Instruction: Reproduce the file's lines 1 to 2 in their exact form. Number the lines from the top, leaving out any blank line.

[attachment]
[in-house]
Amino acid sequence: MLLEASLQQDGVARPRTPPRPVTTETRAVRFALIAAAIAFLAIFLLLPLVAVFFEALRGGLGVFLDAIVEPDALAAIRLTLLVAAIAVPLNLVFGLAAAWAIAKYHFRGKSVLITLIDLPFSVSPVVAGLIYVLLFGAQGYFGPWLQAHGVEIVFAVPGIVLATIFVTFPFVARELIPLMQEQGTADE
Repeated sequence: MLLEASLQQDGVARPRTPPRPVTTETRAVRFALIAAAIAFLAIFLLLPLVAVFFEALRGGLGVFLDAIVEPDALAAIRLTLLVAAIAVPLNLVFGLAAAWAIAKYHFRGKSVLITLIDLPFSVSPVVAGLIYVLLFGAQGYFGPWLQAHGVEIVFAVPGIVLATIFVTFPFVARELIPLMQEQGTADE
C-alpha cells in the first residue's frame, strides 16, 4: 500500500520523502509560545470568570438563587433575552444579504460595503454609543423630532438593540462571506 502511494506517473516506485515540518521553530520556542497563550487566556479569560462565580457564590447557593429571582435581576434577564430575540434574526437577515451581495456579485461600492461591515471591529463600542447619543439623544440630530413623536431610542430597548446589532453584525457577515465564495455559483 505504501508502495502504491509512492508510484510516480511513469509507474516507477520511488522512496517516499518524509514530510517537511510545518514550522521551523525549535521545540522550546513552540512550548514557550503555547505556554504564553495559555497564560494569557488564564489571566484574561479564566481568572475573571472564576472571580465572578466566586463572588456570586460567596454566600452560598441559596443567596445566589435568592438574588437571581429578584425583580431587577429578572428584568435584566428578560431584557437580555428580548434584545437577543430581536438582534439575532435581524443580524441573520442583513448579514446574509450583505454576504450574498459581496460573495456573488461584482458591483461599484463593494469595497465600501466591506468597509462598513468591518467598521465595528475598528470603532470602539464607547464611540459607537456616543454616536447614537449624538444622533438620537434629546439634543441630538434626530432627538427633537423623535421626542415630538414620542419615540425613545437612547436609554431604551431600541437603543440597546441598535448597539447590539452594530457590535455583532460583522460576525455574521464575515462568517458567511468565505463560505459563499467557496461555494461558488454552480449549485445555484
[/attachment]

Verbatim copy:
[in-house]
Amino acid sequence: MLLEASLQQDGVARPRTPPRPVTTETRAVRFALIAAAIAFLAIFLLLPLVAVFFEALRGGLGVFLDAIVEPDALAAIRLTLLVAAIAVPLNLVFGLAAAWAIAKYHFRGKSVLITLIDLPFSVSPVVAGLIYVLLFGAQGYFGPWLQAHGVEIVFAVPGIVLATIFVTFPFVARELIPLMQEQGTADE